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Coinbase: SEC Only Agency That Declined Meeting

The U.S. Securities and Exchange Commission (SEC) was the only government agency that declined to meet with Coinbase, CEO Brian Armstrong said on a business show on Friday (Sept. 24).

Armstrong told Anthony Pompliano’s Best Business Show that while he was in Washington, D.C. following Coinbase’s April stock market debut, the SEC was the “only regulator” that declined to meet with the cryptocurrency exchange platform.

“I reached out to the SEC. I tried to get a meeting with them. They told me that they weren’t meeting with any crypto companies,” Armstrong said.

He added that he was surprised by the SEC’s response since every other regulator and government branch “has been willing to meet with us.”

See also: Coinbase Kills Lend Product Amid SEC Ire

Coinbase was threatened with an SEC lawsuit over Coinbase Lend, the exchanges proposed lending unit. The company instituted a waiting list for the new product while asking the watchdog for guidance.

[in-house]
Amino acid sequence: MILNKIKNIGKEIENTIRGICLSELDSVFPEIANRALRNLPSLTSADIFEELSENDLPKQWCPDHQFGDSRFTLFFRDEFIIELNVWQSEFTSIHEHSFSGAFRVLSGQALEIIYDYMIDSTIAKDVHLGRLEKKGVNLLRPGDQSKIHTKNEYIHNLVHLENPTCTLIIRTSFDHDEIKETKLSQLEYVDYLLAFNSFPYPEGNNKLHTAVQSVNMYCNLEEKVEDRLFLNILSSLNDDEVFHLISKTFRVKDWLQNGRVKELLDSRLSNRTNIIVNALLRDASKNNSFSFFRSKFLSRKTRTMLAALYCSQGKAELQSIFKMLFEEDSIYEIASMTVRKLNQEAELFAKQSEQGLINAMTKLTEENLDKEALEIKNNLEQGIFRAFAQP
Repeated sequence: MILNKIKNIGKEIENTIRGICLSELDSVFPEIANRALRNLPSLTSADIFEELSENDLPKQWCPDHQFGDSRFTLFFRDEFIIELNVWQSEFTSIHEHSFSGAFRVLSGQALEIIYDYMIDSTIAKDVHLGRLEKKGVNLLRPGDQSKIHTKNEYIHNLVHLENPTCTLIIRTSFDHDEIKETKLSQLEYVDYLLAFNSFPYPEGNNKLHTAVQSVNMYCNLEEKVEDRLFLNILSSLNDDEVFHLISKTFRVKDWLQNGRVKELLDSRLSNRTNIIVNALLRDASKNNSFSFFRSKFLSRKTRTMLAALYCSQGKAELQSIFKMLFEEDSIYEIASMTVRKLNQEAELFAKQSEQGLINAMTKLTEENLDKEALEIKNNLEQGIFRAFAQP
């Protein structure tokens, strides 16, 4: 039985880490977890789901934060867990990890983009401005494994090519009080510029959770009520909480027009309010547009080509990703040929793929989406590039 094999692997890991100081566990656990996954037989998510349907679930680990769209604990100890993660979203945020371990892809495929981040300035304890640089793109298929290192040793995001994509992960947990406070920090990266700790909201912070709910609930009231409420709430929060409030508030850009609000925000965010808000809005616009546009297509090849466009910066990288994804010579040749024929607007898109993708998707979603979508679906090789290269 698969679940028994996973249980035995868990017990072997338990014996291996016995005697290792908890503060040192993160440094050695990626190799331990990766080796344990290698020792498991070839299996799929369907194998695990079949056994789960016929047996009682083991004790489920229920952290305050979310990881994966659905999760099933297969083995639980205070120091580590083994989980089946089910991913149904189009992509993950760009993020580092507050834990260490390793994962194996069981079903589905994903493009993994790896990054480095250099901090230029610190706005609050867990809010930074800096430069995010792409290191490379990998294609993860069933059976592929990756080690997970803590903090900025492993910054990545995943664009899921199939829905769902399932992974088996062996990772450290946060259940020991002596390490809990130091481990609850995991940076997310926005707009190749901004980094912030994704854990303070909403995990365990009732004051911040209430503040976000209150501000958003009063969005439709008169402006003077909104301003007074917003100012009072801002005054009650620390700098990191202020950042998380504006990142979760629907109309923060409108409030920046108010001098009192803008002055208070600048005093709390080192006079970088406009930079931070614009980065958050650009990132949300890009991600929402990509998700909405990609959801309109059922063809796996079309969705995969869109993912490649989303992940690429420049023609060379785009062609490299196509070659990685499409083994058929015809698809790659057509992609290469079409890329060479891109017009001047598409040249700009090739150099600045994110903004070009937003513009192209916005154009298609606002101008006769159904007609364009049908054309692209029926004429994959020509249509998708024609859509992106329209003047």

Related: Coinbase CEO’s Tweet Storm Fuels Escalating Fight With SEC Over Regulation of Crypto, Stablecoins

Armstrong said Coinbase Lend was a USDC lending program that offered 4% annual yields. He pointed out that other firms were already offering similar products. However, he alleges that the SEC refused to give the service a go-ahead, and instead initiated legal action without offering any explanation.

“How are they protecting consumers in this case? I think a lot of consumers demonstrably have wanted to earn higher yields on their savings accounts. They’re not really getting those products from the existing financial services,” Armstrong said on the show, which runs daily on YouTube from 11 a.m. to 1 p.m. EST.

Read more: Coinbase Spat With SEC Could Have Chilling Effect on Stablecoin Use Cases and Innovation

Coinbase considered taking the SEC to court, Armstrong said, but decided against it, since “there’s a lot of deference given to regulators in the court system,” and it would be a long legal battle.

The crypto exchange decided to instead drop plans for its lending product until regulations surrounding digital currencies is clearer.

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